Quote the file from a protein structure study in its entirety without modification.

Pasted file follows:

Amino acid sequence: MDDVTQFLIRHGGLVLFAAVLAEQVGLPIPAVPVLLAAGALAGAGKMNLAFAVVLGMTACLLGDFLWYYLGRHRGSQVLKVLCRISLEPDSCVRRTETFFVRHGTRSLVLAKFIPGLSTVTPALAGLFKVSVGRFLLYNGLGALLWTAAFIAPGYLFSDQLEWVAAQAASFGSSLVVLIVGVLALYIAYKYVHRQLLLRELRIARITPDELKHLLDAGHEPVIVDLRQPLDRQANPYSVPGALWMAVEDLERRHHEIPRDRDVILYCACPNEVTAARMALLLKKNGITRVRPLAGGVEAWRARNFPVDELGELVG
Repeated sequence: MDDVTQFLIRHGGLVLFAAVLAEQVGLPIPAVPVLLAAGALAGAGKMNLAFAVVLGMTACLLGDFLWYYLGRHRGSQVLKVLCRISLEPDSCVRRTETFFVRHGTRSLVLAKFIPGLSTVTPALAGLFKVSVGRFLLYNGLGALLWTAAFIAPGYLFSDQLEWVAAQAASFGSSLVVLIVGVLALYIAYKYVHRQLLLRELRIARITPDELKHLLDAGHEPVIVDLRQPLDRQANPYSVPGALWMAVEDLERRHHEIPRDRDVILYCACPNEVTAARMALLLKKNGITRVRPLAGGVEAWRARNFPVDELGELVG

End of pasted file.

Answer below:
Amino acid sequence: MDDVTQFLIRHGGLVLFAAVLAEQVGLPIPAVPVLLAAGALAGAGKMNLAFAVVLGMTACLLGDFLWYYLGRHRGSQVLKVLCRISLEPDSCVRRTETFFVRHGTRSLVLAKFIPGLSTVTPALAGLFKVSVGRFLLYNGLGALLWTAAFIAPGYLFSDQLEWVAAQAASFGSSLVVLIVGVLALYIAYKYVHRQLLLRELRIARITPDELKHLLDAGHEPVIVDLRQPLDRQANPYSVPGALWMAVEDLERRHHEIPRDRDVILYCACPNEVTAARMALLLKKNGITRVRPLAGGVEAWRARNFPVDELGELVG
Repeated sequence: MDDVTQFLIRHGGLVLFAAVLAEQVGLPIPAVPVLLAAGALAGAGKMNLAFAVVLGMTACLLGDFLWYYLGRHRGSQVLKVLCRISLEPDSCVRRTETFFVRHGTRSLVLAKFIPGLSTVTPALAGLFKVSVGRFLLYNGLGALLWTAAFIAPGYLFSDQLEWVAAQAASFGSSLVVLIVGVLALYIAYKYVHRQLLLRELRIARITPDELKHLLDAGHEPVIVDLRQPLDRQANPYSVPGALWMAVEDLERRHHEIPRDRDVILYCACPNEVTAARMALLLKKNGITRVRPLAGGVEAWRARNFPVDELGELVG